Squid Game lays bare South Korea’s real-life personal debt crisis

Household debt is now equivalent to over 100% of GDP and has gone hand in hand with a dramatically widening income gap

After midnight, when the crowds of revellers have gone, Choi Young-soo* crouches in a shabby alleyway in Seoul’s wealthy Gangnam district. This is the only time that the 35-year-old, a part-time food delivery rider, dare leave his tiny room at a cheap hostel he shares with about 30 other people.

The rooms, he says, are “only slightly bigger than coffins”.

In a fictional world, Choi would not be out of place among the contestants on Squid Game, the wildly popular South Korean dystopian drama that pits the heavily indebted against each other in a macabre, blood-spattered race for an unimaginably large cash prize.

But Choi’s desperate situation is real – he is one of a large and growing number of ordinary South Koreans who find themselves choked by debt, in a country where taking out a loan is as easy as buying a cup of coffee.

“I feel like other people sense that I’m a failure, so I only come out at night to smoke and watch the stray cats,” Choi says.

Squid Game, which was released on 17 September, is on track to become Netflix’s most-watched show ever, captivating viewers around the globe with its mixture of dark drama and commentary on the failures of South Korean-style capitalism.

Household debt in South Korea has risen in recent years and is now equivalent to more than 100% of GDP – a level not seen elsewhere in Asia.

Indebtedness has gone hand in hand with a dramatically widening income gap, exacerbated by rising youth unemployment and property prices in big cities beyond the means of most ordinary workers.

As Squid Game illustrates, a sudden redundancy, a bad investment or simply a run of bad luck can force people to turn to high-risk lenders just to keep their heads above water.

The series’ popularity is proof that the misery of crushing debt is a universal experience but, according to Lee In-cheol, the chief executive of the thinktank Real Good Economic Research Institute, its Korean backdrop is far from coincidental.

“The total amount of debt run up by ordinary South Koreans exceeds GDP by 5%,” he says. “In individual terms, it means that even if you saved every single penny you earned for an entire year, you would still be unable to repay your debt. And the number of people with debt problems is rising at an exponential rate.”

In response, the country’s financial services commission and financial supervisory service recently resolved to prevent more South Koreans from falling into debt. “That is why major banks have acted to curb borrowing,” Lee said. “But is that really going to help people, especially in the middle of the Covid-19 pandemic?”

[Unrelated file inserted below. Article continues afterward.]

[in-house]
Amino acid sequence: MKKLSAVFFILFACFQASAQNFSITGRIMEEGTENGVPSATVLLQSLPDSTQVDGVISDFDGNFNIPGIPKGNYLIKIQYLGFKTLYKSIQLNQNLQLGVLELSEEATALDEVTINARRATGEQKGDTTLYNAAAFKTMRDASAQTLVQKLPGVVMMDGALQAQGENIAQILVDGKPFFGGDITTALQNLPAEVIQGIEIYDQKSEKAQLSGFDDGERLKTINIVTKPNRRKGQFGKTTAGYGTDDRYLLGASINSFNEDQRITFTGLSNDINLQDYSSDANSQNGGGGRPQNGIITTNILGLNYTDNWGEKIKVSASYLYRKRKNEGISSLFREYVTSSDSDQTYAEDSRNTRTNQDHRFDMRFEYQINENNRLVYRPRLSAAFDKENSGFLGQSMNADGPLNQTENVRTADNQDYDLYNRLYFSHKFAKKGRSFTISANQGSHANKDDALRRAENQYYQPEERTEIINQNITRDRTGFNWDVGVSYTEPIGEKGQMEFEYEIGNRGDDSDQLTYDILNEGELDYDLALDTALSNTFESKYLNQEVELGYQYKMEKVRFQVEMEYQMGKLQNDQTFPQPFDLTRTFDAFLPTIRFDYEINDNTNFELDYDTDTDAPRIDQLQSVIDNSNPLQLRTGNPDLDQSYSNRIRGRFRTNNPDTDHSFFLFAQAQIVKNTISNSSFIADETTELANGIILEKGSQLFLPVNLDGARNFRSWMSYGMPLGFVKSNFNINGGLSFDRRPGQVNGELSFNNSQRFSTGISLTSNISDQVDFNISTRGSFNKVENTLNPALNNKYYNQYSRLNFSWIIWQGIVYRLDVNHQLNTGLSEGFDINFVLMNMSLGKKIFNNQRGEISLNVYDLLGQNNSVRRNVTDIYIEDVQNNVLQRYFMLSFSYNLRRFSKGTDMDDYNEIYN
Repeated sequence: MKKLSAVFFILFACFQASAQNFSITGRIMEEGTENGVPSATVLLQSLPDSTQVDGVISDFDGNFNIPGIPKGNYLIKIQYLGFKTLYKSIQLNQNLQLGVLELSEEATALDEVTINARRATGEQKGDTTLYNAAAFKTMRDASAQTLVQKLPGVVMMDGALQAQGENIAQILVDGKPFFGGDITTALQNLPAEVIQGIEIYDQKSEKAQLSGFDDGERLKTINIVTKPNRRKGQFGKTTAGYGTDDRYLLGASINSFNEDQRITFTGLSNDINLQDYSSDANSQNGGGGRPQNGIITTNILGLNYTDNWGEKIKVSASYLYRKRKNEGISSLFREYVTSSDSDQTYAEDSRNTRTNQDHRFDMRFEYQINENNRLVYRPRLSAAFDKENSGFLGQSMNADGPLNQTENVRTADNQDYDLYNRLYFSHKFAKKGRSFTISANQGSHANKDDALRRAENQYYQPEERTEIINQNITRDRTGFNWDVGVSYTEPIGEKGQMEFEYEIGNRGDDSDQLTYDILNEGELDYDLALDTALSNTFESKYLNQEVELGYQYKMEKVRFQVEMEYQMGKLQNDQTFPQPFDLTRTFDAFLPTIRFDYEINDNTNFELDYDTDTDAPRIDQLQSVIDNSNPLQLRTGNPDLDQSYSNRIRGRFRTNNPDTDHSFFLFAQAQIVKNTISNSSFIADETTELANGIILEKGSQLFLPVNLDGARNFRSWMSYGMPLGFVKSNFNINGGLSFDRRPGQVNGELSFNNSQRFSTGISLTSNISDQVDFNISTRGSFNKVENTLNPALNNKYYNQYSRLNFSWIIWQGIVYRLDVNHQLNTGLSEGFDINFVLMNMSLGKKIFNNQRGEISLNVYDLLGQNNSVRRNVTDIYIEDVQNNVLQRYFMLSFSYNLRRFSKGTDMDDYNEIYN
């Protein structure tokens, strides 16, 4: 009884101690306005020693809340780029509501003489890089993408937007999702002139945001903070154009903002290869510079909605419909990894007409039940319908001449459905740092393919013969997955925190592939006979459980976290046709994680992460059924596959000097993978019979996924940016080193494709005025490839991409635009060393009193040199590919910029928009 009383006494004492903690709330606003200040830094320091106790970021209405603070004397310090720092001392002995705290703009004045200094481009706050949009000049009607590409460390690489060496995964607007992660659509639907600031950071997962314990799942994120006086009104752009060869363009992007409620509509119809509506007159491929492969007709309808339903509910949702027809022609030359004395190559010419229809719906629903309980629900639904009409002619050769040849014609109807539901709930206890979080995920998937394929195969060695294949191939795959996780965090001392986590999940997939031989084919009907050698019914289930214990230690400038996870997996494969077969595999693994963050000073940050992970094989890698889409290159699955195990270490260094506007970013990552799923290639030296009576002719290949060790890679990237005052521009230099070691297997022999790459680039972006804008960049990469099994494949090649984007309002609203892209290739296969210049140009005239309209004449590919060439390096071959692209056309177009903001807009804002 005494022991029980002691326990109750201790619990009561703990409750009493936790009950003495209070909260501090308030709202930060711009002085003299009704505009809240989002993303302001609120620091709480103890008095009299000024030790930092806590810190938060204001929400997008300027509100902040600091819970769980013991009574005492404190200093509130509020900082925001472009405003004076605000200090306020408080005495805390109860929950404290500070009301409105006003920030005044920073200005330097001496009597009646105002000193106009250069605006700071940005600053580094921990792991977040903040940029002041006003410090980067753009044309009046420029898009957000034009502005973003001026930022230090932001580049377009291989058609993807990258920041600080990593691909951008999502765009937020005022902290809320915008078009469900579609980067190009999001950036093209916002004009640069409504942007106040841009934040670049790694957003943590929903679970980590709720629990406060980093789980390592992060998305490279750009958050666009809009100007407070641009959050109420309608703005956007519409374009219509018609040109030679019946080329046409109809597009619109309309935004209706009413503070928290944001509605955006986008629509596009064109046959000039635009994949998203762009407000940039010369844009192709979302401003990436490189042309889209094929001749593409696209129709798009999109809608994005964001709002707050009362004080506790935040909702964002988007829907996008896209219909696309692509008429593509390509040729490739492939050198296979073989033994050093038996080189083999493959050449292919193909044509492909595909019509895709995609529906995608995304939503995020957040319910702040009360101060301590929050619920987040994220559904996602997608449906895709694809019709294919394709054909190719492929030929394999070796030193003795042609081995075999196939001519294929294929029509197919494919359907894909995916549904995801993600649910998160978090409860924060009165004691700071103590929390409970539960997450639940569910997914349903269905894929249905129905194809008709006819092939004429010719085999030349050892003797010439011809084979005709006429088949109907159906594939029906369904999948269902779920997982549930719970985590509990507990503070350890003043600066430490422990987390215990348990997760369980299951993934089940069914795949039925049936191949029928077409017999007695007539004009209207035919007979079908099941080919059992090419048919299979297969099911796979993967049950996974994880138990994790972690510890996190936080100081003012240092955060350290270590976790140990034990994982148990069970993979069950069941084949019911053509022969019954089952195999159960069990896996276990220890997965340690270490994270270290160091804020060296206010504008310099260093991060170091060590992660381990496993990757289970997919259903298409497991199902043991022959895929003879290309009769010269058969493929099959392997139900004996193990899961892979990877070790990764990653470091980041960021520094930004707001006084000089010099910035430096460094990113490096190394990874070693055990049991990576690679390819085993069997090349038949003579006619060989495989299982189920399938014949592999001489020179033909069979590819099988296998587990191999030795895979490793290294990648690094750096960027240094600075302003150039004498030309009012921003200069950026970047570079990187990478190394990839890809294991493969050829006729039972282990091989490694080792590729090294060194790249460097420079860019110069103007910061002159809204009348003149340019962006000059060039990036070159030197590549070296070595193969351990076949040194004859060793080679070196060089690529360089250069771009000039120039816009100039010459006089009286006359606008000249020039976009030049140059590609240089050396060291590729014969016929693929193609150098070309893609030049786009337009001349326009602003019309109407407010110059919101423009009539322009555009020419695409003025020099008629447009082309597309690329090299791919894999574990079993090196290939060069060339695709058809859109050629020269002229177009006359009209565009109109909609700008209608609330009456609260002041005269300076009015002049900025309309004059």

Like many of Squid Game’s 456 fictional contestants, who are invited to play Korean children’s games and risk their lives in the process for a 45.6bn won (£28m) prize, Choi’s plunge into indebtedness came with alarming speed.

Just two years ago, he was working as an IT engineer for a firm in Pangyo – South Korea’s answer to Silicon Valley. Years of punishing overtime and late nights took a toll on his health. After lengthy discussions and a year spent planning and saving, he and his wife decided to open a pub in their home town, Incheon.

It was a decision they would regret, despite their modest ambitions. “We weren’t hoping to become millionaires,” he says. “We would have been satisfied with earning the same as before. All I really wanted was more sleep … even an extra hour a day.”

After an encouraging start, their business fell victim to the coronavirus pandemic. After bars and restaurants were ordered to close as early as 9pm to prevent the virus from spreading, the number of customers reduced to a trickle, then dried up altogether.

“Sometimes we didn’t have a single customer,” Choi says. “It was just the two of us, playing loud music to cheer ourselves up, even though we knew that would mean higher electricity bills. But we couldn’t switch it off.”

After failing to pay their rent for four months, the couple knew they were testing their landlord’s patience and sought help. Securing a bank loan was surprisingly easy, but they were shocked to find the interest was a steep 4%.

Within months they had taken out loans from all five of South Korea’s high-street banks, using their home as collateral. Inevitably, they had to borrow more to pay off existing loans, joining long queues of troubled business owners eager to secure cash from commercial lenders at interest of more than 17%.

“By then, I no longer cared about how high the interest rates were,” Choi says. “I was getting so many calls and text messages demanding that I repay my loans. It took over our lives. My wife said she even heard me muttering about interest rates in my sleep.”

In a desperate attempt to pull themselves out of their downward spiral, Choi’s wife found a job at a restaurant in another part of the country, and the couple asked his parents to look after their two young children.

Choi says he has heard a lot about Squid Game, but is unable to become part of the global frenzy that has helped the nine-episode show amass tens of millions of viewers.

“You have to pay to watch it and I don’t know anyone who will let me use their Netflix account,” he says. “In any case, why would I want to watch a bunch of people with huge debts? I can just look in the mirror.”

*Choi Young-soo’s name has been changed to protect his identity

Contributor

Nemo Kim in Seoul and Justin McCurry in Tokyo

The GuardianTramp

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